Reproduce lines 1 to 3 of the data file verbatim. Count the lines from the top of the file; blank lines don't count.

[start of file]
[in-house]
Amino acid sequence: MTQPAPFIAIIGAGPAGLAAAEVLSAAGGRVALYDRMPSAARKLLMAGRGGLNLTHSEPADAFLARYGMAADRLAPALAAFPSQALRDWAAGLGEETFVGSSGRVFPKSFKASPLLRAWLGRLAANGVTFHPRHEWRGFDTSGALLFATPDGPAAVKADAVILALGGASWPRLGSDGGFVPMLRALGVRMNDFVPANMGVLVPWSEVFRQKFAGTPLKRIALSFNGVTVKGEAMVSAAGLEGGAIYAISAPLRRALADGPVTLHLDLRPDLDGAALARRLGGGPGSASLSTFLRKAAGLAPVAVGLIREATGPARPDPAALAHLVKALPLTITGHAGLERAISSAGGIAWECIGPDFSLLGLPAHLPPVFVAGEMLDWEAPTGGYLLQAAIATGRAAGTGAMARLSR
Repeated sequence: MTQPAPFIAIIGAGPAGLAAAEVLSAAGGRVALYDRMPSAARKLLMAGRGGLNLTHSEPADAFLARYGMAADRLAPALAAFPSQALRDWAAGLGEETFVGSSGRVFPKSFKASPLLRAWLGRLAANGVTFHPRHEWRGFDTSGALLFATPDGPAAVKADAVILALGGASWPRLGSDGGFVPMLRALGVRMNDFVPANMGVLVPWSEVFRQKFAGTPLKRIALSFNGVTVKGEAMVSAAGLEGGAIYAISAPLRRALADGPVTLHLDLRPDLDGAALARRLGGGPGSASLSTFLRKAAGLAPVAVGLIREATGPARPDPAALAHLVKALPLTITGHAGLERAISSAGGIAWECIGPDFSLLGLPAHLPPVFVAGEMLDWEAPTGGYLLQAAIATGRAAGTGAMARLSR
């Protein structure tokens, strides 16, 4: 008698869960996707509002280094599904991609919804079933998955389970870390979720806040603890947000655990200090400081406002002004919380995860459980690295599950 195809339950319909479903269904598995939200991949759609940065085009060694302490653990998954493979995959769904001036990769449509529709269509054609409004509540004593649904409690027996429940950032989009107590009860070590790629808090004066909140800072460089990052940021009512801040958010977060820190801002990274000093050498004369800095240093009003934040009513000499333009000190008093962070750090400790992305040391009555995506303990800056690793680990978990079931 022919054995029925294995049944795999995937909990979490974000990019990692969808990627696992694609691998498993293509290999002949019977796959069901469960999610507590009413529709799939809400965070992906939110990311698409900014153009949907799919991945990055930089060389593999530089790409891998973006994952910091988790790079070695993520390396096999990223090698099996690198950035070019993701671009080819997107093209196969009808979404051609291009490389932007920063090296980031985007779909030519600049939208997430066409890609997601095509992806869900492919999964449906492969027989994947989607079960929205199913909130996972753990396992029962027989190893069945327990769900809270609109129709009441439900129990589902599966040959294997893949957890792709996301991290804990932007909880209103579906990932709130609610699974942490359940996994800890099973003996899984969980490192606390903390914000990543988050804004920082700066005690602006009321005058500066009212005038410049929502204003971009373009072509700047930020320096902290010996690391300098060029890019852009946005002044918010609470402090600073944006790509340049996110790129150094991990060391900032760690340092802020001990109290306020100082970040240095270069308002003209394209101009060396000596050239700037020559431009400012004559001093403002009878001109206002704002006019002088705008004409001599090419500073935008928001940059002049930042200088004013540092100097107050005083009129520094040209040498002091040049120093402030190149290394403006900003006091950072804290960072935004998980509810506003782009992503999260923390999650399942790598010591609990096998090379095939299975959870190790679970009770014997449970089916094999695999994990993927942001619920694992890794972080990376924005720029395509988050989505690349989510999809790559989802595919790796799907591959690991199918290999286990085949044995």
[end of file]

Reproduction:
[in-house]
Amino acid sequence: MTQPAPFIAIIGAGPAGLAAAEVLSAAGGRVALYDRMPSAARKLLMAGRGGLNLTHSEPADAFLARYGMAADRLAPALAAFPSQALRDWAAGLGEETFVGSSGRVFPKSFKASPLLRAWLGRLAANGVTFHPRHEWRGFDTSGALLFATPDGPAAVKADAVILALGGASWPRLGSDGGFVPMLRALGVRMNDFVPANMGVLVPWSEVFRQKFAGTPLKRIALSFNGVTVKGEAMVSAAGLEGGAIYAISAPLRRALADGPVTLHLDLRPDLDGAALARRLGGGPGSASLSTFLRKAAGLAPVAVGLIREATGPARPDPAALAHLVKALPLTITGHAGLERAISSAGGIAWECIGPDFSLLGLPAHLPPVFVAGEMLDWEAPTGGYLLQAAIATGRAAGTGAMARLSR
Repeated sequence: MTQPAPFIAIIGAGPAGLAAAEVLSAAGGRVALYDRMPSAARKLLMAGRGGLNLTHSEPADAFLARYGMAADRLAPALAAFPSQALRDWAAGLGEETFVGSSGRVFPKSFKASPLLRAWLGRLAANGVTFHPRHEWRGFDTSGALLFATPDGPAAVKADAVILALGGASWPRLGSDGGFVPMLRALGVRMNDFVPANMGVLVPWSEVFRQKFAGTPLKRIALSFNGVTVKGEAMVSAAGLEGGAIYAISAPLRRALADGPVTLHLDLRPDLDGAALARRLGGGPGSASLSTFLRKAAGLAPVAVGLIREATGPARPDPAALAHLVKALPLTITGHAGLERAISSAGGIAWECIGPDFSLLGLPAHLPPVFVAGEMLDWEAPTGGYLLQAAIATGRAAGTGAMARLSR